Creating a web book of necessity requires some computer skills, though thanks to the frequently stunning ingenuity of software engineers, less than one might initially expect. Nonetheless, the novice (like me) inevitably requires assistance, and in my case I received it from the MacNexus MacIntosh Users Group, from my friend Chris Agruss, and my son Richard.

The unenviable and protracted task of weeding out inevitable typographical and logical errors was largely accomplished by my steadfast proofreader, Carol Wallisch.

Finally, writing a book necessitates at least a modicum of organization, and that is my personal limit: a modicum. Fortunately for me, there are those who can supply a higher level of organization and clerical assistance. Thank you, Betty Wong.


This book is about methane catastrophe. Methane catastrophes have occurred several times in Earth's history, and when they have occurred, they have sometimes caused abrupt changes in the history of life, and at least one significant extinction. That extinction, at the end of the Permian Period 250 million years ago, is the greatest in the history of life. More than 90% of the then-existing species perished, and the course of life on Earth was altered forever.

If a methane catastrophe were to happen in the near future, it is likely that not only would a considerable percentage of existing plants and animals be killed off, but a large percentage of the human population as well, as a result of the climate change and significantly more hostile environmental conditions. Yet we are heading toward such a catastrophe. It will happen because we continue to warm the planet by our burning of carbon fuels, and particularly fossil fuels. It is against the background of global warming that a methane catastrophe will take place.

A methane catastrophe consists of a sudden and massive release of methane from ocean bottom muds within a short period of time. At present, most of this methane is trapped in ice in seafloor sediments; the rest is free methane gas trapped below the methane ice. (Some additional methane in ice may be found in permanently frozen ground, called permafrost, in polar regions.) As we continue to warm the planet by dumping carbon dioxide into the atmosphere, this methane will inevitably be released. It will be released just as surely as global warming is now releasing great quantities of melt water from glaciers, pack ice, and ice caps.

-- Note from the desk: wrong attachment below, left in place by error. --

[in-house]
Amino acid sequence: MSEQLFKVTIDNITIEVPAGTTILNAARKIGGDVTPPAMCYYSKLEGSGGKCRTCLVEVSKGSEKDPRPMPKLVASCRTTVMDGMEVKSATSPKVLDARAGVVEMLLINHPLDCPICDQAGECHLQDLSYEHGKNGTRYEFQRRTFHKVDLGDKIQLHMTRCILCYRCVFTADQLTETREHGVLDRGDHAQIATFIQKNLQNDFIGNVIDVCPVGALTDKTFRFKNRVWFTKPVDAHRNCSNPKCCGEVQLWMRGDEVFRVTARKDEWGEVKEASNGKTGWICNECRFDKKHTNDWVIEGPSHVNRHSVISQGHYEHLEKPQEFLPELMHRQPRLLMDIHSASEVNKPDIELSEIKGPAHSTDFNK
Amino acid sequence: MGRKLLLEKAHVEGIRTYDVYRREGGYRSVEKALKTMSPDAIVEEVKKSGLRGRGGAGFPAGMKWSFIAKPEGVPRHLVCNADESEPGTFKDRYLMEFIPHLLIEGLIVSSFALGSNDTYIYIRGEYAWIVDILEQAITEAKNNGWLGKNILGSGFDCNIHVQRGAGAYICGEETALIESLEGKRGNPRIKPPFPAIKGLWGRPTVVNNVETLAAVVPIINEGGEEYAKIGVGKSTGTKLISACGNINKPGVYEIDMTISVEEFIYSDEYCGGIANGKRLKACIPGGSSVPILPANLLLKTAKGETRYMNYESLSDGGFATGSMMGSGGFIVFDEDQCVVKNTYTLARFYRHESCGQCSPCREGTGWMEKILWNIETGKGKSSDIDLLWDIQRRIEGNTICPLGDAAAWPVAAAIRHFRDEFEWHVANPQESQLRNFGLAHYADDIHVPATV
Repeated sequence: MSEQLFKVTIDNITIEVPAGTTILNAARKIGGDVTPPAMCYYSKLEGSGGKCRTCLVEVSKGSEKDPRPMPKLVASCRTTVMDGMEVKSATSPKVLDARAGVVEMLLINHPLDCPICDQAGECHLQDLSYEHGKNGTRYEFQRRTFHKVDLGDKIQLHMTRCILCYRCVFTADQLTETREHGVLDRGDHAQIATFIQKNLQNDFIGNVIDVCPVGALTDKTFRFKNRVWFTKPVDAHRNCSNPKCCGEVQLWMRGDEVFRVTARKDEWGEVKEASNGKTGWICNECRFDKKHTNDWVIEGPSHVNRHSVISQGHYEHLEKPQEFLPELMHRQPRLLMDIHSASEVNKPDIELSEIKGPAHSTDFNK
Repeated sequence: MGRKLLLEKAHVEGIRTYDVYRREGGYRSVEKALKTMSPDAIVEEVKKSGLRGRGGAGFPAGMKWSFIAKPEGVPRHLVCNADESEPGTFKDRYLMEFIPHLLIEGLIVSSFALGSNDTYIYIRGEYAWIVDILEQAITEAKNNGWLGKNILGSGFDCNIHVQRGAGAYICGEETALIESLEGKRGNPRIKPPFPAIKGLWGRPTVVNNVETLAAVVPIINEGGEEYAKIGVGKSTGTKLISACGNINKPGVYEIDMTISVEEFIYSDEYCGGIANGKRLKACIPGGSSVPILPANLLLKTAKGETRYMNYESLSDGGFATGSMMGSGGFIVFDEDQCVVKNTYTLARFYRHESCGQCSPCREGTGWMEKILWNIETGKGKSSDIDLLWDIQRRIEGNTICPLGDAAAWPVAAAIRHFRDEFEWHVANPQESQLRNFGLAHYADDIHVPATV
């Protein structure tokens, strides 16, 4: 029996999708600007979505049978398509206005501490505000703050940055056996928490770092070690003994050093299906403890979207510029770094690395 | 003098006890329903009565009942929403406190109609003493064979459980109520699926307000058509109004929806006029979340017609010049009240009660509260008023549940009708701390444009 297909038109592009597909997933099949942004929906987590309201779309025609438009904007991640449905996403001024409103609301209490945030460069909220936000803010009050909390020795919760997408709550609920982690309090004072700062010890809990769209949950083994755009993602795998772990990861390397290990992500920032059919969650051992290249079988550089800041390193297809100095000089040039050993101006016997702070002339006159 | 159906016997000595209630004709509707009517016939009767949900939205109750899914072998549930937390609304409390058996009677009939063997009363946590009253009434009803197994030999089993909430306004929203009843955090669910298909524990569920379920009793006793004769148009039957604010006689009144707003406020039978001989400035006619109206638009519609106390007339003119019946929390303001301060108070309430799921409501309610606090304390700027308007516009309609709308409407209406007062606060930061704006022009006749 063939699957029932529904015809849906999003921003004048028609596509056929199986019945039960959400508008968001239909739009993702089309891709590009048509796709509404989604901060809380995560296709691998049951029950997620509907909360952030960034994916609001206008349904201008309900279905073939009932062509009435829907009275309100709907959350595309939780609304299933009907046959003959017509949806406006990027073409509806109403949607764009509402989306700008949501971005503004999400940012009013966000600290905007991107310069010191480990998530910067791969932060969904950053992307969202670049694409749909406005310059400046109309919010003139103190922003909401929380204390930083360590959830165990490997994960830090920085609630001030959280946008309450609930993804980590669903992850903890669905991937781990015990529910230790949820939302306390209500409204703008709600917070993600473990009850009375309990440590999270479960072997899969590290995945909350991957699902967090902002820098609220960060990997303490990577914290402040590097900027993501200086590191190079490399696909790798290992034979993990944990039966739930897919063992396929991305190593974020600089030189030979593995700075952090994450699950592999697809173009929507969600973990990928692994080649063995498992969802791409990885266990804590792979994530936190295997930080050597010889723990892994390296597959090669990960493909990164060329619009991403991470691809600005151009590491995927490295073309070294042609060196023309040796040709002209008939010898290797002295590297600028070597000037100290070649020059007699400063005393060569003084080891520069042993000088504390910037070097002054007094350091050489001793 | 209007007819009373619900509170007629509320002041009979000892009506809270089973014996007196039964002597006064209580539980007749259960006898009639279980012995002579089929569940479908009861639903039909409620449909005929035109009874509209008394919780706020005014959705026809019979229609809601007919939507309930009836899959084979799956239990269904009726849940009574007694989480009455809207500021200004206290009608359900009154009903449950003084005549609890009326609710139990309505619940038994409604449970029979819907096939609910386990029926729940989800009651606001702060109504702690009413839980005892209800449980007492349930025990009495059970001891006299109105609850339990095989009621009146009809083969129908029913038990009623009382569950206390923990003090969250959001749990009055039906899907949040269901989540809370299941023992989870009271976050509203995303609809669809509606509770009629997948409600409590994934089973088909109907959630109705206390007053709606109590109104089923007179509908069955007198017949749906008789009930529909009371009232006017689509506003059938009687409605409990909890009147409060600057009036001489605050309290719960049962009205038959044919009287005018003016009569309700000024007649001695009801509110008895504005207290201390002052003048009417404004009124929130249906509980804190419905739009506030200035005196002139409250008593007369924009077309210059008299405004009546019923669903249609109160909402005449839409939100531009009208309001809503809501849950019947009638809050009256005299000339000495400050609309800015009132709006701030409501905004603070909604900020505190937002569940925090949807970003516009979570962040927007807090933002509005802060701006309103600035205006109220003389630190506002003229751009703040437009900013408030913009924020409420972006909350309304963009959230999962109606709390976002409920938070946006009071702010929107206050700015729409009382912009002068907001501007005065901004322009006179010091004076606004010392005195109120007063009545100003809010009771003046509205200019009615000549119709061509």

A methane catastrophe is abrupt because it can be initiated by a major submarine landslide, which can happen in a matter of days or even hours, or by the venting of vast quantities of seafloor methane over a period of decades. These events can take place in a geological eyeblink. Additional slumping and/or venting can continue for centuries to millennia.

The amount of methane that can be released is massive. Estimates of the amount of seafloor methane generally range from about 5000 billion metric tons to around 20,000 billion metric tons (a metric ton is equal to 1.1 imperial tons, the standard ton used in the United States), though they usually range around 10,000 billion metric tons. This amount of methane contains about 7500 billion metric tons of carbon, vastly more than all the estimated carbon in all fossil fuels: petroleum, coal, and natural gas.

Based upon a seafloor temperature increase of 5C (9F), it is estimated that at least 2000 billion metric tons of methane could be released. (A 5C increase is within the predicted range of global warming for the end of this century, according to the IPCC, the UN's Intergovernmental Panel on Climate Change. Warming the seafloor sediments to that temperature would take longer, but sediment warming of that magnitude is probably not necessary for a major methane release.) Other estimates place the amount of warming needed to release seafloor methane at only about 3C (5.4F). No matter: with continued global warming, virtually all seafloor methane will eventually be released.